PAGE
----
This is the first of what I hope are many posts, regarding creativity in the college classroom. And if all goes according to plan, I won’t be writing all of them.
I have been teaching since 1997, and have learned much about the art of teaching in that time. And yes, it is an art. Those who practice it well create something beautiful, something lasting, and something worthy of sharing with the world. That is one of the three basic premises of this blog. The second is that artists cannot develop their art in a vacuum, or worse, in an echo chamber. I hope that this blog can become a space for teachers to engage with each other in an effort to share their thoughts, experiences, and explorations. I, for one, will also be sharing my failures (which can be more instructive than my successes.)
In particular, as the title of this blog indicates, I am interested in creativity. How do we stay creative in the classroom, especially as we repeatedly teach the same material? How do we inspire our students to think, speak, and write creatively? What place might creativity have in our administrative responsibilities? Certainly, I do not have all the answers. This is why I hope that many of my friends, co-workers, and fellow pedagogical artists (at our various levels of experience) will supply me with guest posts. Specifically, I hope to have guest posts from people in other fields: mathematics, languages, classics, music performance, etc. This is the third basic premise of this blog: we must get outside of our comfort zone if we are going to learn something new. I have come to learn how easy it is to live in a pedagogical bubble. It’s time for that bubble to be burst.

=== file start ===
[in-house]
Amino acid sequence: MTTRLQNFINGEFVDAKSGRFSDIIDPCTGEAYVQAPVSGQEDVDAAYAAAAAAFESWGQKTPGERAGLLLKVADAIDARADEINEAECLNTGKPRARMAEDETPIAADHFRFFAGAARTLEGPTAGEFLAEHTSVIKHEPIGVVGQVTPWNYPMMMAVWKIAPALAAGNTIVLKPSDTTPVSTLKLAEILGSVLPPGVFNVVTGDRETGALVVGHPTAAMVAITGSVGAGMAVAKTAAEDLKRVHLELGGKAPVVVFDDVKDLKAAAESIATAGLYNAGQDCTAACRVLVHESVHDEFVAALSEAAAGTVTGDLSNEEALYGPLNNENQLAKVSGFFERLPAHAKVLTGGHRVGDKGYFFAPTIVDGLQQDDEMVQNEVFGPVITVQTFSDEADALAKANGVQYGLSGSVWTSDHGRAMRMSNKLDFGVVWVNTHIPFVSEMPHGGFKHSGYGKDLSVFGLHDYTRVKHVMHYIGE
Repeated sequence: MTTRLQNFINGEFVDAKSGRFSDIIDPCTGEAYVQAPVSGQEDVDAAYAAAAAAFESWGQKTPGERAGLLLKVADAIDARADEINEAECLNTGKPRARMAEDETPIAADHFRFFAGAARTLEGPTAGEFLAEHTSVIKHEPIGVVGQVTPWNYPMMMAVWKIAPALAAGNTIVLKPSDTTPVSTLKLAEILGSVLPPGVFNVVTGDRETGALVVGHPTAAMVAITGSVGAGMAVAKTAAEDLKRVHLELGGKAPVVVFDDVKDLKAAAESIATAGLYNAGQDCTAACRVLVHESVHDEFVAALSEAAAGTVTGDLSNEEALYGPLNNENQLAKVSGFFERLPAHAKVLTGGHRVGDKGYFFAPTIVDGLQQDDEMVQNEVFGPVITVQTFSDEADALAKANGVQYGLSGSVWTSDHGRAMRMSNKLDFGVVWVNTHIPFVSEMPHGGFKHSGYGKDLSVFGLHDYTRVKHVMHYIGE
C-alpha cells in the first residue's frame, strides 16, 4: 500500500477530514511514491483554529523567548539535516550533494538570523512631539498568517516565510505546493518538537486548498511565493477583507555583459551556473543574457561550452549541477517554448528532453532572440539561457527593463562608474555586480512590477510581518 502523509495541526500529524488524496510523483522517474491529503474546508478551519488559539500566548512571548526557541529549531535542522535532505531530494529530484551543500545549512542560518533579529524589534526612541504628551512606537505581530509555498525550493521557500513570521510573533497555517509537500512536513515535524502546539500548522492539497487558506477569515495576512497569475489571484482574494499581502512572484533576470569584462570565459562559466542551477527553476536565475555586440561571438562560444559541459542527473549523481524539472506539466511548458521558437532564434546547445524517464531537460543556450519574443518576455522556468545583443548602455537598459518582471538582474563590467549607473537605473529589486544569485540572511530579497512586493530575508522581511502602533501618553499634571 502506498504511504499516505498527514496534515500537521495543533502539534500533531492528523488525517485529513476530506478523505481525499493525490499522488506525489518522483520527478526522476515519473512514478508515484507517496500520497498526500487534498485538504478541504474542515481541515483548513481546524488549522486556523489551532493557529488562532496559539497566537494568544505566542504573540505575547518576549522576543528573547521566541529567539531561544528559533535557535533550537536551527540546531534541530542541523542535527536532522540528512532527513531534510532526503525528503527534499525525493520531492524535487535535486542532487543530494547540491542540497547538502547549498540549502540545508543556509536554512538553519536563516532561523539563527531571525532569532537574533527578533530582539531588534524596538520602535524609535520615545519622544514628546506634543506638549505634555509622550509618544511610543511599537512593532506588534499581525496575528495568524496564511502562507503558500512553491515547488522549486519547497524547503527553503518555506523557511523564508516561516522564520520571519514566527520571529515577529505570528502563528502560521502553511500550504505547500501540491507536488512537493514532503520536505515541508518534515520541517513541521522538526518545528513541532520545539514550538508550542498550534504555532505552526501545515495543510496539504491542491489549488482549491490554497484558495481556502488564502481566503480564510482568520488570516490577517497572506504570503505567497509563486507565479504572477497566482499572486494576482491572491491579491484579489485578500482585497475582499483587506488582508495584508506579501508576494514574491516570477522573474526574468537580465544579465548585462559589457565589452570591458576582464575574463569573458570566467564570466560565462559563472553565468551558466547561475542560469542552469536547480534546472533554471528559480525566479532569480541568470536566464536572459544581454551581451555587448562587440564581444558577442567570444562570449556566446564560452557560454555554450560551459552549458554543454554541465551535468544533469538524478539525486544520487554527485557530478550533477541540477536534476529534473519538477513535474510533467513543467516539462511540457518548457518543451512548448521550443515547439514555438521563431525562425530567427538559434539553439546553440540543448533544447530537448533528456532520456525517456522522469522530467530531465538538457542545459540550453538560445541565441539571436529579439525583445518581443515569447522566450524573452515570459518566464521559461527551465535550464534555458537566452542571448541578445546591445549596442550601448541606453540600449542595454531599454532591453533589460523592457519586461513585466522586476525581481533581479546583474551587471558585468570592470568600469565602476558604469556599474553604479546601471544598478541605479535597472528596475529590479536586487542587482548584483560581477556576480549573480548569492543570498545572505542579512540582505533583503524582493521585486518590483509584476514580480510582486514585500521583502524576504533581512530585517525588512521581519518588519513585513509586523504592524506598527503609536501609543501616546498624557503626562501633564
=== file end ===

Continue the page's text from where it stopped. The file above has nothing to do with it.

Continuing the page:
This third premise is something I have come to appreciate more and more over the past few years. My own research has greatly benefitted from discussions with friends in other fields, who challenged some of my assumptions, questioned some of my conclusions, and put books in my hands that I otherwise never would have read. (I mean that literally. At the last MLA conference, one of my closest friends literally started putting books in my hands, insisting that I must buy them and read them. She was very insistent. And very right.)
And so I begin this blog with only a vague idea of what it might become. I have a few posts in mind, and I hope to get to them soon. A few friends have agreed to supply me with guest posts, which I eagerly look forward to reading. Because truth be told, I’m really starting this blog for purely selfish reasons: I want to learn from the collective experience of the many great teachers out there. And if this blog can provide something of value to others, all the better.